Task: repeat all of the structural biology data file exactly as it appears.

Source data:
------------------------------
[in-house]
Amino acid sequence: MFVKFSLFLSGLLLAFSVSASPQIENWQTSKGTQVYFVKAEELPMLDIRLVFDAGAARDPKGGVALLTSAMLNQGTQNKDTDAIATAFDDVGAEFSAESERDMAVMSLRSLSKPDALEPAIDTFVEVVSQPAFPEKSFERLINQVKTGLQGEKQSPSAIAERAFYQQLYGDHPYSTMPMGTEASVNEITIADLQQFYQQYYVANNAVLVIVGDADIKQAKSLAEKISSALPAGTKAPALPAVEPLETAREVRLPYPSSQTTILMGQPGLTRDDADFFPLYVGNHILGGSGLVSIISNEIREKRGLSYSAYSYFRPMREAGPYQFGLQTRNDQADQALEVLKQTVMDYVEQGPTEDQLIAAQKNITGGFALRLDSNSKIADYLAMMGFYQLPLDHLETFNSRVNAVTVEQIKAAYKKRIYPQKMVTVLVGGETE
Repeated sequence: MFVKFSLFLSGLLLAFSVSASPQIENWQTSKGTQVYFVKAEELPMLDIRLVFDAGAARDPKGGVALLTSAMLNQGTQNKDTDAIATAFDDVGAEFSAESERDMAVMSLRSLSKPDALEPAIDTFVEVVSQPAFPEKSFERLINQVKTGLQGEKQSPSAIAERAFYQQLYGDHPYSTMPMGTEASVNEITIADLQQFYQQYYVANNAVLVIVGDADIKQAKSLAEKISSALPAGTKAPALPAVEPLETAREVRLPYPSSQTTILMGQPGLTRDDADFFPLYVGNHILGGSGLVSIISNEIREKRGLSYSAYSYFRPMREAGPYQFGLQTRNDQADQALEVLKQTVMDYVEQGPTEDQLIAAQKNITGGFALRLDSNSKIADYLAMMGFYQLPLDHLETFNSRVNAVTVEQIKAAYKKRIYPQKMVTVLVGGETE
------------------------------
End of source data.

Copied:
[in-house]
Amino acid sequence: MFVKFSLFLSGLLLAFSVSASPQIENWQTSKGTQVYFVKAEELPMLDIRLVFDAGAARDPKGGVALLTSAMLNQGTQNKDTDAIATAFDDVGAEFSAESERDMAVMSLRSLSKPDALEPAIDTFVEVVSQPAFPEKSFERLINQVKTGLQGEKQSPSAIAERAFYQQLYGDHPYSTMPMGTEASVNEITIADLQQFYQQYYVANNAVLVIVGDADIKQAKSLAEKISSALPAGTKAPALPAVEPLETAREVRLPYPSSQTTILMGQPGLTRDDADFFPLYVGNHILGGSGLVSIISNEIREKRGLSYSAYSYFRPMREAGPYQFGLQTRNDQADQALEVLKQTVMDYVEQGPTEDQLIAAQKNITGGFALRLDSNSKIADYLAMMGFYQLPLDHLETFNSRVNAVTVEQIKAAYKKRIYPQKMVTVLVGGETE
Repeated sequence: MFVKFSLFLSGLLLAFSVSASPQIENWQTSKGTQVYFVKAEELPMLDIRLVFDAGAARDPKGGVALLTSAMLNQGTQNKDTDAIATAFDDVGAEFSAESERDMAVMSLRSLSKPDALEPAIDTFVEVVSQPAFPEKSFERLINQVKTGLQGEKQSPSAIAERAFYQQLYGDHPYSTMPMGTEASVNEITIADLQQFYQQYYVANNAVLVIVGDADIKQAKSLAEKISSALPAGTKAPALPAVEPLETAREVRLPYPSSQTTILMGQPGLTRDDADFFPLYVGNHILGGSGLVSIISNEIREKRGLSYSAYSYFRPMREAGPYQFGLQTRNDQADQALEVLKQTVMDYVEQGPTEDQLIAAQKNITGGFALRLDSNSKIADYLAMMGFYQLPLDHLETFNSRVNAVTVEQIKAAYKKRIYPQKMVTVLVGGETE